Iran and the Rise of Its Neoconservatives
By Anoushiravan Ehteshami and Mahjoob Zweir
Review by Joshua V (PPE)
At the beginning of year 12, having just begun my AS-levels and with thoughts about what to do next after 6th form increasingly occupying my mind, I happened to stumble across this book in my local library. Perhaps because I was drawn to the controversial nature of its subject, or simply because it was on a stand in front of me, I decided it would be worth a look.
Either way, the book ended up helping to persuade me that I wanted to read more on Politics and expanded my interest in current affairs. In many ways it therefore prompted me further towards my eventual decision to apply for PPE.
If you have an interest in current affairs or are just looking for something contemporary, a bit off the beaten track, then Ehteshami and Zweiri offer a great read. The book gives an exciting glimpse into one of the world’s most controversial political entities – its fractious relationship with the outside world and the internal divisions and controversies of power within, particularly with the historically overbearing influence of the military in politics. In essence, the book gives a brief history of Iranian politics from the Iran-Iraq war up to 2005; it outlines the country’s progression from Conservative to Reformist to Neo-Conservative government and the factors at play in bringing about these changes. In doing so it sets a backdrop for the country’s current movement towards a more moderate position and lays a solid foundation for further study of Politics in the Middle East and international relations, which are both second year options at Oxford.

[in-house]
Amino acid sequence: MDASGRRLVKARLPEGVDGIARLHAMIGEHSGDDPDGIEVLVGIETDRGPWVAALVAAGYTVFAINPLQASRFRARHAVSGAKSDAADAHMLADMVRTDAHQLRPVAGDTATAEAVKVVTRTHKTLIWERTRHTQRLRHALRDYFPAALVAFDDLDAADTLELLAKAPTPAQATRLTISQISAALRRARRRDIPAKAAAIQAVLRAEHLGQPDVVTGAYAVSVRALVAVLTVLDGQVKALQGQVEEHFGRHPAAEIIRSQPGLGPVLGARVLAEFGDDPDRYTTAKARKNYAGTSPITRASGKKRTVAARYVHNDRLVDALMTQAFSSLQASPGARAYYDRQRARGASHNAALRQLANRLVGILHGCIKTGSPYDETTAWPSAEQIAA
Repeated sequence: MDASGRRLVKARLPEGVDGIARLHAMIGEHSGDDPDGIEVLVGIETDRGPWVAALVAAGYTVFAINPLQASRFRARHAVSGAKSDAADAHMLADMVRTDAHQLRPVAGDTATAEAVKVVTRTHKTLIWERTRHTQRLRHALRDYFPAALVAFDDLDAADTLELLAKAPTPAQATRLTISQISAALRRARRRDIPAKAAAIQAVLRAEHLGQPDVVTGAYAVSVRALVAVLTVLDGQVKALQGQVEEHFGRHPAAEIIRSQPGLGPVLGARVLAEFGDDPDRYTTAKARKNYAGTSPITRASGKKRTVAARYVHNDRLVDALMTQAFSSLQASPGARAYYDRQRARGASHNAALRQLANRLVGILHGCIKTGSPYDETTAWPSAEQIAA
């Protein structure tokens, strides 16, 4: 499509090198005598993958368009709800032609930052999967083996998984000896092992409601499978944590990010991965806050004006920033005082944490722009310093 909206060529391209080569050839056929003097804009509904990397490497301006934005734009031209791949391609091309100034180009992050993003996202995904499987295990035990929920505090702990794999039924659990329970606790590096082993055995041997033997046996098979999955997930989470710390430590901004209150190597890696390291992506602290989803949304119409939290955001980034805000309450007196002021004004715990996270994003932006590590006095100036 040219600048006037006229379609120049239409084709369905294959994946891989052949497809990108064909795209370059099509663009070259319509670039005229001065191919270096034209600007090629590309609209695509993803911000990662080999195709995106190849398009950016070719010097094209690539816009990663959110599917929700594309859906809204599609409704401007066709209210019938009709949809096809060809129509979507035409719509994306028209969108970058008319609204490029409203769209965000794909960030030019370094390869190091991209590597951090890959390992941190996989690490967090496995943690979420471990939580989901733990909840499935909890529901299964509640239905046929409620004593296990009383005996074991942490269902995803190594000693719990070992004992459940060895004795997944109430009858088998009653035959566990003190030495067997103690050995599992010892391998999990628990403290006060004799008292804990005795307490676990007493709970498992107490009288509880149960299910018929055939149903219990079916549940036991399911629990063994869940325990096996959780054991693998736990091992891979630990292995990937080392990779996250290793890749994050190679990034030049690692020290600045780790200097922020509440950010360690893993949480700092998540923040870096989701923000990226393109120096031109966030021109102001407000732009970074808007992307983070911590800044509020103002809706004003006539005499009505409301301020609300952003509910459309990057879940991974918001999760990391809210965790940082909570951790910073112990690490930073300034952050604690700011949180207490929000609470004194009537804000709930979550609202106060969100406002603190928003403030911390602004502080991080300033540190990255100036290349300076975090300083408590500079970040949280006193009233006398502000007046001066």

Ehteshami and Zweiri’s study offers an interesting gateway into many of the most important issues of politics, such as the limits of state power and the extent of democracy. Issues such as liberty within the country also provide fascinating real world applications of ideas discussed by such philosophers as Mill. Indeed, its description of problems emanating from Iran’s system of constitutional theocracy is relevant to wider questions on the most effective form of government.
Perhaps most importantly, the text is an accessible and fun read and for these reasons I would highly recommend it.
Iran and the Rise of its Neoconservatives: The Politics of Tehran’s Silent Revolution by Anoushiravan Ehteshami and Mahjoob Zweir